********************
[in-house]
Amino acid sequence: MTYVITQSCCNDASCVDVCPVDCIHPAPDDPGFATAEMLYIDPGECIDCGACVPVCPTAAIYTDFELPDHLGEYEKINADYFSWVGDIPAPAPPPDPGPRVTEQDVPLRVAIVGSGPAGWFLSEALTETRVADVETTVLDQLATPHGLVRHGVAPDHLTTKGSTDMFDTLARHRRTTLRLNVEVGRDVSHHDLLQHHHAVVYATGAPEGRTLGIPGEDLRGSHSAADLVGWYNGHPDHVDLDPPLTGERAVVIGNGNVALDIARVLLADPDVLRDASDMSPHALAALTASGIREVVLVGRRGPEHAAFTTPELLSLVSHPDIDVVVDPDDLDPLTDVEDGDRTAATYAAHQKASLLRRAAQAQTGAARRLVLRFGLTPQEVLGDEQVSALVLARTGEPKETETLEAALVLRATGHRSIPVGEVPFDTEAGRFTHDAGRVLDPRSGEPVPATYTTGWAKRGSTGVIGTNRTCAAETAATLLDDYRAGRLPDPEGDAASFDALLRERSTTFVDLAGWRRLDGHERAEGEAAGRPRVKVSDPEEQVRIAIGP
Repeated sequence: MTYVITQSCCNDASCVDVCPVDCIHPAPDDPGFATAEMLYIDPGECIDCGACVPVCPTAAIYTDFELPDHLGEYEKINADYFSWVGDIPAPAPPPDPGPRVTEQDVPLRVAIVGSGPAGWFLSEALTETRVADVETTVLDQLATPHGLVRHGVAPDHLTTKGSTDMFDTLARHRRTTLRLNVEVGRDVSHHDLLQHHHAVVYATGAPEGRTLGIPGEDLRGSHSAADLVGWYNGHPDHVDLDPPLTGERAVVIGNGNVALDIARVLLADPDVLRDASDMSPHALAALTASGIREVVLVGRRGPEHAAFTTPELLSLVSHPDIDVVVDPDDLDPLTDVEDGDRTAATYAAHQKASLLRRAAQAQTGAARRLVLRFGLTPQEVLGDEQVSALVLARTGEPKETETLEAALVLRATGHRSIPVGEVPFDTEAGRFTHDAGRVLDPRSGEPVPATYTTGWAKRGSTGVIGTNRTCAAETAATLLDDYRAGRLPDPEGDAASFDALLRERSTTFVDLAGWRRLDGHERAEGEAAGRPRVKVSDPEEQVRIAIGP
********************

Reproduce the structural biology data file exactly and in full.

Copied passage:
[in-house]
Amino acid sequence: MTYVITQSCCNDASCVDVCPVDCIHPAPDDPGFATAEMLYIDPGECIDCGACVPVCPTAAIYTDFELPDHLGEYEKINADYFSWVGDIPAPAPPPDPGPRVTEQDVPLRVAIVGSGPAGWFLSEALTETRVADVETTVLDQLATPHGLVRHGVAPDHLTTKGSTDMFDTLARHRRTTLRLNVEVGRDVSHHDLLQHHHAVVYATGAPEGRTLGIPGEDLRGSHSAADLVGWYNGHPDHVDLDPPLTGERAVVIGNGNVALDIARVLLADPDVLRDASDMSPHALAALTASGIREVVLVGRRGPEHAAFTTPELLSLVSHPDIDVVVDPDDLDPLTDVEDGDRTAATYAAHQKASLLRRAAQAQTGAARRLVLRFGLTPQEVLGDEQVSALVLARTGEPKETETLEAALVLRATGHRSIPVGEVPFDTEAGRFTHDAGRVLDPRSGEPVPATYTTGWAKRGSTGVIGTNRTCAAETAATLLDDYRAGRLPDPEGDAASFDALLRERSTTFVDLAGWRRLDGHERAEGEAAGRPRVKVSDPEEQVRIAIGP
Repeated sequence: MTYVITQSCCNDASCVDVCPVDCIHPAPDDPGFATAEMLYIDPGECIDCGACVPVCPTAAIYTDFELPDHLGEYEKINADYFSWVGDIPAPAPPPDPGPRVTEQDVPLRVAIVGSGPAGWFLSEALTETRVADVETTVLDQLATPHGLVRHGVAPDHLTTKGSTDMFDTLARHRRTTLRLNVEVGRDVSHHDLLQHHHAVVYATGAPEGRTLGIPGEDLRGSHSAADLVGWYNGHPDHVDLDPPLTGERAVVIGNGNVALDIARVLLADPDVLRDASDMSPHALAALTASGIREVVLVGRRGPEHAAFTTPELLSLVSHPDIDVVVDPDDLDPLTDVEDGDRTAATYAAHQKASLLRRAAQAQTGAARRLVLRFGLTPQEVLGDEQVSALVLARTGEPKETETLEAALVLRATGHRSIPVGEVPFDTEAGRFTHDAGRVLDPRSGEPVPATYTTGWAKRGSTGVIGTNRTCAAETAATLLDDYRAGRLPDPEGDAASFDALLRERSTTFVDLAGWRRLDGHERAEGEAAGRPRVKVSDPEEQVRIAIGP